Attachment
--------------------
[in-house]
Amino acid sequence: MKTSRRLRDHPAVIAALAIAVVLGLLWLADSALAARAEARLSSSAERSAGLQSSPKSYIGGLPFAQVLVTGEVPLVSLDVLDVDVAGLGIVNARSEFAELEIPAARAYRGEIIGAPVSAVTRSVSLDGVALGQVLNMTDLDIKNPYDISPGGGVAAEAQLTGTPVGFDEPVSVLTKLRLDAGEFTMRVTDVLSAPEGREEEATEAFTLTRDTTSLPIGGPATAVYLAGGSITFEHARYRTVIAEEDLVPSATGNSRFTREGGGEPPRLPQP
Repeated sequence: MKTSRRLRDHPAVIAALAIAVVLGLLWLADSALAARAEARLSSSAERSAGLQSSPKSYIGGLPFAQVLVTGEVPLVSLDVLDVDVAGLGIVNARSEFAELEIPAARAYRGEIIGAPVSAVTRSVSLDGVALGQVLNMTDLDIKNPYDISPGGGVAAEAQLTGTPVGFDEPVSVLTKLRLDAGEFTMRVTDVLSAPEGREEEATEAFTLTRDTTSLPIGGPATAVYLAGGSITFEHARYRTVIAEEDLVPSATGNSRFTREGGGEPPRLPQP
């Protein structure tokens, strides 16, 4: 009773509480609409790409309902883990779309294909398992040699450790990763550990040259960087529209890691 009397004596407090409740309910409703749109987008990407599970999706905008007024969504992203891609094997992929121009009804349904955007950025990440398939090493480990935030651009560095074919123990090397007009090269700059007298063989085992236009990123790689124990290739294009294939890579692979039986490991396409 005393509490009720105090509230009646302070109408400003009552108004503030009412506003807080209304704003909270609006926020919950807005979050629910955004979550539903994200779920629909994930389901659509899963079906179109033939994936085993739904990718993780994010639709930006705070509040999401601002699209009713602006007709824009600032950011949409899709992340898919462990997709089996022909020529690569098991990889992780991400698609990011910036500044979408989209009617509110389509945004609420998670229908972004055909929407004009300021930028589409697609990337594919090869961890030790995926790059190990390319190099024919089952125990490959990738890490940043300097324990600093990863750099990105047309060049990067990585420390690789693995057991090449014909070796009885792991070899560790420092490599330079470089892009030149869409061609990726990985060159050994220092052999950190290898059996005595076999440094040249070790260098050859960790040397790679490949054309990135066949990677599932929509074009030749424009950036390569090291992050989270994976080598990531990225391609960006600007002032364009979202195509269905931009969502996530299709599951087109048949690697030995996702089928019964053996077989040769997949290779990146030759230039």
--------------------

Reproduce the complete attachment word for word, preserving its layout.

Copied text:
[in-house]
Amino acid sequence: MKTSRRLRDHPAVIAALAIAVVLGLLWLADSALAARAEARLSSSAERSAGLQSSPKSYIGGLPFAQVLVTGEVPLVSLDVLDVDVAGLGIVNARSEFAELEIPAARAYRGEIIGAPVSAVTRSVSLDGVALGQVLNMTDLDIKNPYDISPGGGVAAEAQLTGTPVGFDEPVSVLTKLRLDAGEFTMRVTDVLSAPEGREEEATEAFTLTRDTTSLPIGGPATAVYLAGGSITFEHARYRTVIAEEDLVPSATGNSRFTREGGGEPPRLPQP
Repeated sequence: MKTSRRLRDHPAVIAALAIAVVLGLLWLADSALAARAEARLSSSAERSAGLQSSPKSYIGGLPFAQVLVTGEVPLVSLDVLDVDVAGLGIVNARSEFAELEIPAARAYRGEIIGAPVSAVTRSVSLDGVALGQVLNMTDLDIKNPYDISPGGGVAAEAQLTGTPVGFDEPVSVLTKLRLDAGEFTMRVTDVLSAPEGREEEATEAFTLTRDTTSLPIGGPATAVYLAGGSITFEHARYRTVIAEEDLVPSATGNSRFTREGGGEPPRLPQP
């Protein structure tokens, strides 16, 4: 009773509480609409790409309902883990779309294909398992040699450790990763550990040259960087529209890691 009397004596407090409740309910409703749109987008990407599970999706905008007024969504992203891609094997992929121009009804349904955007950025990440398939090493480990935030651009560095074919123990090397007009090269700059007298063989085992236009990123790689124990290739294009294939890579692979039986490991396409 005393509490009720105090509230009646302070109408400003009552108004503030009412506003807080209304704003909270609006926020919950807005979050629910955004979550539903994200779920629909994930389901659509899963079906179109033939994936085993739904990718993780994010639709930006705070509040999401601002699209009713602006007709824009600032950011949409899709992340898919462990997709089996022909020529690569098991990889992780991400698609990011910036500044979408989209009617509110389509945004609420998670229908972004055909929407004009300021930028589409697609990337594919090869961890030790995926790059190990390319190099024919089952125990490959990738890490940043300097324990600093990863750099990105047309060049990067990585420390690789693995057991090449014909070796009885792991070899560790420092490599330079470089892009030149869409061609990726990985060159050994220092052999950190290898059996005595076999440094040249070790260098050859960790040397790679490949054309990135066949990677599932929509074009030749424009950036390569090291992050989270994976080598990531990225391609960006600007002032364009979202195509269905931009969502996530299709599951087109048949690697030995996702089928019964053996077989040769997949290779990146030759230039």